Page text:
When I walked in our house the phone was ringing. It was the hospital to let me know my father had died. My daughter, 8 or 9 years old, came over and hugged me and said, 'you are an orphan now....' Out of the mouths of babes...
I went back to sit with him until the funeral directors came. He had been being shaved by a black nurse when, she told me, he sat up, almost being cut by the razor and said, "I have to get out of here", and laid down dead. Not bad 'last words', I'd say.
While I sat with him a Roman priest came by to ask if I'd like last rites. I told him I would like that.
My father was a racist and a virulent anti-Catholic. When JFK was running for president, my father asked me if I knew what would happen if Kennedy was elected. I didn't know, so he told me, 'they'll freeze holy water and make Pope-cycles', he said, laughing. I didn't get the joke.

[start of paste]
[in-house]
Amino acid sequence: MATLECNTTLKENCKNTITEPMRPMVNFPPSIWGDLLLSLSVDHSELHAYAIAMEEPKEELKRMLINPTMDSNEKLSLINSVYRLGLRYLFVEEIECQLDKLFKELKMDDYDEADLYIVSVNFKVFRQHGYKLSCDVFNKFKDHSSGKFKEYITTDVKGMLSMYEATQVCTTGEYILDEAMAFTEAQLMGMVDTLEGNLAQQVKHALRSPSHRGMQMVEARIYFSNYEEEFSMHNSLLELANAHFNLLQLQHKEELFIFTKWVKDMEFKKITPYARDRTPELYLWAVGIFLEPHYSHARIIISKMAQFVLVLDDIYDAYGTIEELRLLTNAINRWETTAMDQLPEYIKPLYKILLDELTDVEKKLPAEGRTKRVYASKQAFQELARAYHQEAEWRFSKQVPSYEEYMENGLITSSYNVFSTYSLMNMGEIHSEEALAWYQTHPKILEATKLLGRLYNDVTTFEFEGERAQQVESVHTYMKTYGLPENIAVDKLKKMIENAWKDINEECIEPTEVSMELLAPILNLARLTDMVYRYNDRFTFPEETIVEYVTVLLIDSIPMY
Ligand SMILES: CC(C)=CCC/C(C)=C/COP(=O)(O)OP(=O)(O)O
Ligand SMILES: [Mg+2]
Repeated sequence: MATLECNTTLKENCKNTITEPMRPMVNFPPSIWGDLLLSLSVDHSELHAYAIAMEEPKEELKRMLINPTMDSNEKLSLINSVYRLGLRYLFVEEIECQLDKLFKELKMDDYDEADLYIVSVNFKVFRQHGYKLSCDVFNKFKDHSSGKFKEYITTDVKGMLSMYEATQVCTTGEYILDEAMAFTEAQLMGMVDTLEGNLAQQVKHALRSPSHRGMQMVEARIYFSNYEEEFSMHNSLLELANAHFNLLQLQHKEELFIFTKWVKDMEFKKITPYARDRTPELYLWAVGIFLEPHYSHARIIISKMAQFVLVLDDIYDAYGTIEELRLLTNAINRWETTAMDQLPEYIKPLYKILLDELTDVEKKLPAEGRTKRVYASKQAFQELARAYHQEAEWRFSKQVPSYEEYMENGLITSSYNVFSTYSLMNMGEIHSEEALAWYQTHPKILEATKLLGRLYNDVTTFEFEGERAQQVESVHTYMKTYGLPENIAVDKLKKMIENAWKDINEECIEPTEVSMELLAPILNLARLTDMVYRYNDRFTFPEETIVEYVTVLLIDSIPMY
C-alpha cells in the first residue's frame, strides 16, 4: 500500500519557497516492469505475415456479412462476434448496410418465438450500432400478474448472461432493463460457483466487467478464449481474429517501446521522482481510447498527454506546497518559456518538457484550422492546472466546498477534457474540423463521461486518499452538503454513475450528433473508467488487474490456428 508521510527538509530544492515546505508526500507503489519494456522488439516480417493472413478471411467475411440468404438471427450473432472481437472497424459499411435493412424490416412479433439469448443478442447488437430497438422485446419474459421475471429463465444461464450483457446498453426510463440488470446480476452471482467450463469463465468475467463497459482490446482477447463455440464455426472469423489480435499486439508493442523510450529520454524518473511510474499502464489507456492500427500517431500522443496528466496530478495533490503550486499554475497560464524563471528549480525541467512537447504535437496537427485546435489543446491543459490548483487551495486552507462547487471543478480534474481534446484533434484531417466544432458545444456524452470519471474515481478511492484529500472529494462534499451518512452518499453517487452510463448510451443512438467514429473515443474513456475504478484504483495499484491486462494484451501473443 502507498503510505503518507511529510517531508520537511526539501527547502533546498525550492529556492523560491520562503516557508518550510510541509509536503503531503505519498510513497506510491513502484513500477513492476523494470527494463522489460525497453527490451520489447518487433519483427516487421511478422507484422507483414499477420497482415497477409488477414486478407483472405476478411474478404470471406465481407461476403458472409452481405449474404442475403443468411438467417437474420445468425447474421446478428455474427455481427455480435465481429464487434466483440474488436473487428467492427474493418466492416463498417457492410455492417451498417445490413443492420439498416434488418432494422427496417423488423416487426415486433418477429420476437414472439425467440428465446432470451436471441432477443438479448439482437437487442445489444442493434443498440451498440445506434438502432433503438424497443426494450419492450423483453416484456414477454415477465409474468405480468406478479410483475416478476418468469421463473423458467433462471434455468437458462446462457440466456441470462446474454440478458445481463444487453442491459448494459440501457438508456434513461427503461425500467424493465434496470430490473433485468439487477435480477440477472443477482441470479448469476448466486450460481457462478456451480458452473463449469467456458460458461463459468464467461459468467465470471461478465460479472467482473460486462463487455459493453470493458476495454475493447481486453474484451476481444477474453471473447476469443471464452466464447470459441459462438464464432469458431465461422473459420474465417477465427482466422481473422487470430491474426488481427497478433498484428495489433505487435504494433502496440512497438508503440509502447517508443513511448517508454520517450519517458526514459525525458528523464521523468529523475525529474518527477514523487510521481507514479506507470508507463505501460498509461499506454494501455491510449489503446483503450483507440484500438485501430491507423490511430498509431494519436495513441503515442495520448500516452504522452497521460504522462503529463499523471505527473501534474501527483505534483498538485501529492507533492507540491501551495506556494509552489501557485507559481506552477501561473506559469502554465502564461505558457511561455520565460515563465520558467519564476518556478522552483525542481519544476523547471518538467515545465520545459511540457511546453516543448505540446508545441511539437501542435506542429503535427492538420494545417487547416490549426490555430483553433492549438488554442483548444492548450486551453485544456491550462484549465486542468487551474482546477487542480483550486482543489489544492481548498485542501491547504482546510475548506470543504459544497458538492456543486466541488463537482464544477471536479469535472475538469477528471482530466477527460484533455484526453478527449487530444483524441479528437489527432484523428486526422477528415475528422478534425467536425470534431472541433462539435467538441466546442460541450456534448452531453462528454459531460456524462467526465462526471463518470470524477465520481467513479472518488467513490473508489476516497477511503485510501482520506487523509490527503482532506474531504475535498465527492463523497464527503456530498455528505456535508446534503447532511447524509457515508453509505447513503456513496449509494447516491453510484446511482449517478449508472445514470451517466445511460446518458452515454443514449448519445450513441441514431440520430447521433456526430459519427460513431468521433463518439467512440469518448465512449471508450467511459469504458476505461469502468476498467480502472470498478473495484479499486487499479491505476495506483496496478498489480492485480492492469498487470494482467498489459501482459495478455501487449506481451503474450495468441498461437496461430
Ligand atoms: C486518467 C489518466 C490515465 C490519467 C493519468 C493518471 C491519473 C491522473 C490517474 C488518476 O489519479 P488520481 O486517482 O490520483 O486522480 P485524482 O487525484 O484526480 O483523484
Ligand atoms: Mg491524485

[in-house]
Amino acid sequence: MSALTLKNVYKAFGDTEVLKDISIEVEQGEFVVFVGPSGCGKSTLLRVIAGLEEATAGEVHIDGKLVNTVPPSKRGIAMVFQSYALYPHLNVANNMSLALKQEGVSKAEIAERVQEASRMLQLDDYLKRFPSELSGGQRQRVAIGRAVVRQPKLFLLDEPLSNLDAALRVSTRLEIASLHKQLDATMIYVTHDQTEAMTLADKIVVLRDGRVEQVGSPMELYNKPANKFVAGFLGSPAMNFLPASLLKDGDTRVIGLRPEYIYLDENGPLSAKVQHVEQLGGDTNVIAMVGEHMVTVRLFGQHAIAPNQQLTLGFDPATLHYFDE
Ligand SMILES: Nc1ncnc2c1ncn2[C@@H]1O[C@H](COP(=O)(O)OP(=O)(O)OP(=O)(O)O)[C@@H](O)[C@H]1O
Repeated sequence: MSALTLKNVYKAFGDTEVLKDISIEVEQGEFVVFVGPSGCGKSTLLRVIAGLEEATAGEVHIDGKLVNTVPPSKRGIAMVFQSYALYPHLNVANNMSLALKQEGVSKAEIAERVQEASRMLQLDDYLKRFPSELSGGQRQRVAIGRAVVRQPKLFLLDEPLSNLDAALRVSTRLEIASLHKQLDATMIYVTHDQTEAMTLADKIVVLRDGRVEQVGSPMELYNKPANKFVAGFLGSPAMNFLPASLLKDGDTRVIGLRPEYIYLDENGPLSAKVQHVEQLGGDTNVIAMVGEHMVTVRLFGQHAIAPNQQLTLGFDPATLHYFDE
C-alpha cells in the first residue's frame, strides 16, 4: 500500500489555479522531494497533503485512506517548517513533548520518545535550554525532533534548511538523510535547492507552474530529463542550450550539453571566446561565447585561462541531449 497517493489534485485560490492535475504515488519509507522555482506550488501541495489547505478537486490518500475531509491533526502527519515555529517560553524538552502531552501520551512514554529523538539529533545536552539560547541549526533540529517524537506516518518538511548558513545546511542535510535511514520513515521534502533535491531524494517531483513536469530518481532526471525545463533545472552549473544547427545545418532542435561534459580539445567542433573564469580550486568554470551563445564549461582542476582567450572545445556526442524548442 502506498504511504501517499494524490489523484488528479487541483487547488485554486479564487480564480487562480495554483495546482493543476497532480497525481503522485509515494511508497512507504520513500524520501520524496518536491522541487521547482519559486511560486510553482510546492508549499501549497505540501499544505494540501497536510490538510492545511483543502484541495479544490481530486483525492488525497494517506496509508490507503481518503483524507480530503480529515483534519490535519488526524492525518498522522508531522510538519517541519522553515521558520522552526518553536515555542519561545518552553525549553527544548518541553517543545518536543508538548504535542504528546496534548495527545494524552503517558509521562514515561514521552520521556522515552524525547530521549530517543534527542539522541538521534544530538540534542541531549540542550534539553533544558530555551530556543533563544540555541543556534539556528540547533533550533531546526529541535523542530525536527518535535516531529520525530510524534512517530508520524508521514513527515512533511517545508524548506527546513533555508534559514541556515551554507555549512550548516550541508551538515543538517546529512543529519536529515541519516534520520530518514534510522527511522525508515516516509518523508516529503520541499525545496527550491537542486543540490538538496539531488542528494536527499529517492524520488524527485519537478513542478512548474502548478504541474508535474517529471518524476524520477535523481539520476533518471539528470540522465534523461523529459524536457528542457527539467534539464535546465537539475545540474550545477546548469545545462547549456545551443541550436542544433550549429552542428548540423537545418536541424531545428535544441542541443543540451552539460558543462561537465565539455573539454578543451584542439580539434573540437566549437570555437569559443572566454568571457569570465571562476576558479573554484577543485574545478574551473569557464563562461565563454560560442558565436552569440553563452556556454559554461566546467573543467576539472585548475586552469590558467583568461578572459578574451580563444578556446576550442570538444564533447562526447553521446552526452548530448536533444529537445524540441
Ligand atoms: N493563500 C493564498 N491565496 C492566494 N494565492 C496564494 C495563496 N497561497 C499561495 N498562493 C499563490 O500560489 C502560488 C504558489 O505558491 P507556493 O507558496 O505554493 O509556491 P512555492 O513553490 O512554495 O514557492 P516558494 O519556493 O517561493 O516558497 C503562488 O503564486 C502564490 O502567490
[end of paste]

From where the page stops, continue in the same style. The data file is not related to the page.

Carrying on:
So, he died being shaved by a black woman and was given the last rites of the Roman Church. Don't tell me there's no such thing as irony.
And I never mourned him in the way he deserved--the man who raised me and gave me life and taught me many things. Jack has let me do that important work.
And I mourn Jack--my mentor and friend and ally and priestly guru. And knowing he was one of the best men ever, I have come to realize my father was that too.
God bless them both.
Orphaned again.


I love pelicans about as much as I love anything...well, probably there are a couple of dozen people I love more and oysters on the half-shell and a good Pino Grigio and dogs...most of them, but not the little ones people carry in a bag and who seem so unhappy. But pelicans are up there in my hierarchy of things I love.